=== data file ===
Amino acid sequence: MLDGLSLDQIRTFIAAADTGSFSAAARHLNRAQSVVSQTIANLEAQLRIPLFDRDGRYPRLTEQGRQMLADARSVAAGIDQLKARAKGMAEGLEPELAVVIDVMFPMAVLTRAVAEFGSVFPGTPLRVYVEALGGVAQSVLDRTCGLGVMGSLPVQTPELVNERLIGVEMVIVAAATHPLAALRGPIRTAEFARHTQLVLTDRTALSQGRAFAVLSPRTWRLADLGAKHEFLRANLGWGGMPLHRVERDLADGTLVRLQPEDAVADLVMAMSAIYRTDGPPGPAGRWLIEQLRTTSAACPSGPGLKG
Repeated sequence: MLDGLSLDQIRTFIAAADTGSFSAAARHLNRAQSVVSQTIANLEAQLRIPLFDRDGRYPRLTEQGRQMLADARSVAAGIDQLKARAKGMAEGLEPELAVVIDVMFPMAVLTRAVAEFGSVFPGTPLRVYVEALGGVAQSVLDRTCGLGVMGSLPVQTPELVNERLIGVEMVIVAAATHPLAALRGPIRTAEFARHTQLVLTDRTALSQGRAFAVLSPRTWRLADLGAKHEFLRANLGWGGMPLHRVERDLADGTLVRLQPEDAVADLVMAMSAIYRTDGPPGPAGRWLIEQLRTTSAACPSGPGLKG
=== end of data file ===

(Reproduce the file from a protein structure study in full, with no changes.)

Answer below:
Amino acid sequence: MLDGLSLDQIRTFIAAADTGSFSAAARHLNRAQSVVSQTIANLEAQLRIPLFDRDGRYPRLTEQGRQMLADARSVAAGIDQLKARAKGMAEGLEPELAVVIDVMFPMAVLTRAVAEFGSVFPGTPLRVYVEALGGVAQSVLDRTCGLGVMGSLPVQTPELVNERLIGVEMVIVAAATHPLAALRGPIRTAEFARHTQLVLTDRTALSQGRAFAVLSPRTWRLADLGAKHEFLRANLGWGGMPLHRVERDLADGTLVRLQPEDAVADLVMAMSAIYRTDGPPGPAGRWLIEQLRTTSAACPSGPGLKG
Repeated sequence: MLDGLSLDQIRTFIAAADTGSFSAAARHLNRAQSVVSQTIANLEAQLRIPLFDRDGRYPRLTEQGRQMLADARSVAAGIDQLKARAKGMAEGLEPELAVVIDVMFPMAVLTRAVAEFGSVFPGTPLRVYVEALGGVAQSVLDRTCGLGVMGSLPVQTPELVNERLIGVEMVIVAAATHPLAALRGPIRTAEFARHTQLVLTDRTALSQGRAFAVLSPRTWRLADLGAKHEFLRANLGWGGMPLHRVERDLADGTLVRLQPEDAVADLVMAMSAIYRTDGPPGPAGRWLIEQLRTTSAACPSGPGLKG